Trammell loses appeal, faces prison sentence

An appeals court on Friday rejected the Rev. Raleigh Trammell’s appeal of his conviction for stealing taxpayer money intended for the poor, and lifted an order that has kept the Dayton civil rights leader out of prison for more than a year.

Montgomery County prosecutors said they will give Trammell until early next week to turn himself over to the county jail for transport to state prison to begin serving his 18-month sentence, or they’ll have him arrested.

Carley Ingram, chief of the prosecutor’s appeals division, filed a successful motion asking the 2nd District Court of Appeals to lift the stay.

“We don’t see any reason for delay,” Ingram said. “He’s had his day in court.”

Trammell’s attorneys did not return phone calls seeking comment.

Earlier Friday, the appeals court ruled the “the defendant’s convictions on all charges are supported by sufficient evidence and are not against the manifest weight of the evidence,” as Trammell had claimed.

Prosecutor Mat Heck Jr. said Trammell, 76, of Dayton should begin his sentence now.

“Not only did this defendant steal taxpayer money, but he denied meals as promised to elderly and frail citizens,” Heck said in a statement. “It is now time that he start serving the sentence he earned and deserves for stealing from those most in need. His conduct over many years is shameful.”

Trammell, formerly chairman of the Dayton chapter of the Southern Christian Leadership Conference, was convicted last year of fraudulently accepting public funds for a program to provide meals to needy shut-ins. Evidence at his trial showed that some of the people Trammell claimed to be feeding were dead or already being fed in nursing homes. He was convicted of 51 counts: 25 each for forgery and tampering with evidence, and one count of grand theft.

Prosecutors sought indictments against Trammell after a 2010 Dayton Daily News investigation uncovered the questionable payments.

He briefly went to prison, but was released in September 2012 on a stay of execution pending the appeal.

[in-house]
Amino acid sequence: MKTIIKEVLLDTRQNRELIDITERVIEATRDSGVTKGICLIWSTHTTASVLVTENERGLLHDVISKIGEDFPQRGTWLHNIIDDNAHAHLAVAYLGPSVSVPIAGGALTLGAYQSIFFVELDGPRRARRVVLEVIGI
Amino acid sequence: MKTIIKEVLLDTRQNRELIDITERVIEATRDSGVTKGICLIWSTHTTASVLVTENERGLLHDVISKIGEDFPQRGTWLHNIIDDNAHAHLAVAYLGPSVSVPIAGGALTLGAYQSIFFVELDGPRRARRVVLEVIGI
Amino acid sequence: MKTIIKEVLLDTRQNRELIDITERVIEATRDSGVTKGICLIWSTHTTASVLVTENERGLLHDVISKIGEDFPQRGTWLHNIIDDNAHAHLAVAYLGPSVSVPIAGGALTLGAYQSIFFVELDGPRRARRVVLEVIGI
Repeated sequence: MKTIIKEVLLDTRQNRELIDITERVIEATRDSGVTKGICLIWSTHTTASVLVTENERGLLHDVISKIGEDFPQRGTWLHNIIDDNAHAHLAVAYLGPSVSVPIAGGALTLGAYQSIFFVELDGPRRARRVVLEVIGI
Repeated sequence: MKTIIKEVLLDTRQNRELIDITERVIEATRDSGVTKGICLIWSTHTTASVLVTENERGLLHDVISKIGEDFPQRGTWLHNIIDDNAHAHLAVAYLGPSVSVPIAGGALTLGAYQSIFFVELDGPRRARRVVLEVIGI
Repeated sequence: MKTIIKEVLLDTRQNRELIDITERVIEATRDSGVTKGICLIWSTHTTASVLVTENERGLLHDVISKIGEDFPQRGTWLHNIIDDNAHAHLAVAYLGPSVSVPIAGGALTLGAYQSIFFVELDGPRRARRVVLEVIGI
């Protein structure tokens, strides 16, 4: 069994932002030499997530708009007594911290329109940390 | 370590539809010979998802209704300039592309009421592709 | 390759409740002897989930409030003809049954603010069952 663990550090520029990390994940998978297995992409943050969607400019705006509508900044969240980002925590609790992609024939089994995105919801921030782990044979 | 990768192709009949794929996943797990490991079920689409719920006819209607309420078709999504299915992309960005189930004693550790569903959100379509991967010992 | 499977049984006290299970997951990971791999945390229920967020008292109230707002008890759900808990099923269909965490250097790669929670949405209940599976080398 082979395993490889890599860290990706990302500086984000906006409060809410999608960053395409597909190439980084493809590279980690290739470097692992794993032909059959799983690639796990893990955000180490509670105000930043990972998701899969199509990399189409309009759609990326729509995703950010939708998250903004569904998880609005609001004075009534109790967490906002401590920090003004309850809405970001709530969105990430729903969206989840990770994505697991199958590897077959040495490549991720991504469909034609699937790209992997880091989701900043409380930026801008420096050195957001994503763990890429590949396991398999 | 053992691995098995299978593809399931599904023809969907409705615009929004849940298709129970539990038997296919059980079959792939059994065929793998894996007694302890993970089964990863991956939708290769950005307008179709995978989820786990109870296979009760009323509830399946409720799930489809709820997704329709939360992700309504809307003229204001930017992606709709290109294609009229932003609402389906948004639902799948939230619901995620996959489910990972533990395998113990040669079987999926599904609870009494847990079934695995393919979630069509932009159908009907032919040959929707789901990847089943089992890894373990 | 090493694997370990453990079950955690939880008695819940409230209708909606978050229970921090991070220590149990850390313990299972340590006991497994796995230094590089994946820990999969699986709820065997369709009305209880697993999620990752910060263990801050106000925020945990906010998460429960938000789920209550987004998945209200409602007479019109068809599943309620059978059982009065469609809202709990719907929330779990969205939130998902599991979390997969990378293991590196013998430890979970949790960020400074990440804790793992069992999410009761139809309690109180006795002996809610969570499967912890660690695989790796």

Trammell, pastor of Central Baptist Church in Jefferson Twp., was convicted June 1, 2012, after a jury trial in Montgomery County Common Pleas Court. Evidence showed he claimed to be providing meals to dead people, members of his church who were hospitalized or living in nursing homes and not receiving extra meals, and people who said they didn’t know they were being claimed as recipients. Montgomery County reimbursed $38,000 to Trammell’s SCLC, which administered the program, for 7,000 meals that weren’t delivered between 2005 and early 2010.

It wasn’t Trammell’s first felony conviction. He spent a year in prison starting in 1979 after a jury convicted him of larceny and grand theft for opening fraudulent welfare accounts for his personal gain while he was deputy director of the Montgomery County Welfare Department. He used the name of a relative in one of the false accounts, and used a man who had consulted with him about marital problems to cash welfare checks and redeem food stamps for him.

Not long after his parole, Trammell became an official of the Dayton chapter of the SCLC, the civil rights organization founded in the 1950s by the Rev. Martin Luther King Jr. Eventually, he became chairman of both the local chapter and the national SCLC. In more recent times, the local SCLC shifted its focus from a civil rights group to a social services agency receiving federal, state and local funding for a host of anti-poverty programs. Trammell also ran social programs as a leader of the Interdenominational Ministerial Alliance.

A 2010 Dayton Daily News investigation raised questions about misuse of public funds in other SCLC and IMA programs:

  • The groups were getting Federal Emergency Management Agency money for a battered women’s shelter and a food pantry that didn’t exist. A federal magistrate in August placed Trammell’s daughter, Angela Goodwine, on three years’ probation for stealing FEMA money as an SCLC official. Trammell wasn’t charged in that case.
  • The SCLC couldn’t document its spending for a county-funded social service program it operated as a subcontractor for the now-defunct Urban League of Dayton.

The state of Ohio also withdrew funding for a youth anti-violence program run for the SCLC by Goodwine because the SCLC couldn’t prove it provided services or account for its spending of taxpayer money. Trammell ultimately lost all the public funding he was receiving.

After a long and rancorous legal battle that almost destroyed the national SCLC, a judge ruled in 2010 that Trammell wasn’t the rightful chairman and ordered him to stop holding himself out as a national SCLC leader. Trammell also lost his position with the Dayton chapter.

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